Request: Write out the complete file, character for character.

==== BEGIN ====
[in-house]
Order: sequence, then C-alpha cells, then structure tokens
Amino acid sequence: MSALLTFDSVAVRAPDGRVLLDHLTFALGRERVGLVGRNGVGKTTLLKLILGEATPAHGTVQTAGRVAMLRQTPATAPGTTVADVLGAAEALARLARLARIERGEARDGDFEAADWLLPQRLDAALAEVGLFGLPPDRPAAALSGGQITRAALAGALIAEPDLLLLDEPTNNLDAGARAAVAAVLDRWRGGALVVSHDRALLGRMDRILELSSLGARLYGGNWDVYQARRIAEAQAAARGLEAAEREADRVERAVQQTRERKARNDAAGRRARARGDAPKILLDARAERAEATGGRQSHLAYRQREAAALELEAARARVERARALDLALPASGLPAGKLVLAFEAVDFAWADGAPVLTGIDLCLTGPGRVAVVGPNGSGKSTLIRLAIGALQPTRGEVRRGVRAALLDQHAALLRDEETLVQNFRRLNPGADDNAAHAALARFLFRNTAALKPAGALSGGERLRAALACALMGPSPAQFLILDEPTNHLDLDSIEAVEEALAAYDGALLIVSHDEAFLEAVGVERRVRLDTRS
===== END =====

[in-house]
Order: sequence, then C-alpha cells, then structure tokens
Amino acid sequence: MSALLTFDSVAVRAPDGRVLLDHLTFALGRERVGLVGRNGVGKTTLLKLILGEATPAHGTVQTAGRVAMLRQTPATAPGTTVADVLGAAEALARLARLARIERGEARDGDFEAADWLLPQRLDAALAEVGLFGLPPDRPAAALSGGQITRAALAGALIAEPDLLLLDEPTNNLDAGARAAVAAVLDRWRGGALVVSHDRALLGRMDRILELSSLGARLYGGNWDVYQARRIAEAQAAARGLEAAEREADRVERAVQQTRERKARNDAAGRRARARGDAPKILLDARAERAEATGGRQSHLAYRQREAAALELEAARARVERARALDLALPASGLPAGKLVLAFEAVDFAWADGAPVLTGIDLCLTGPGRVAVVGPNGSGKSTLIRLAIGALQPTRGEVRRGVRAALLDQHAALLRDEETLVQNFRRLNPGADDNAAHAALARFLFRNTAALKPAGALSGGERLRAALACALMGPSPAQFLILDEPTNHLDLDSIEAVEEALAAYDGALLIVSHDEAFLEAVGVERRVRLDTRS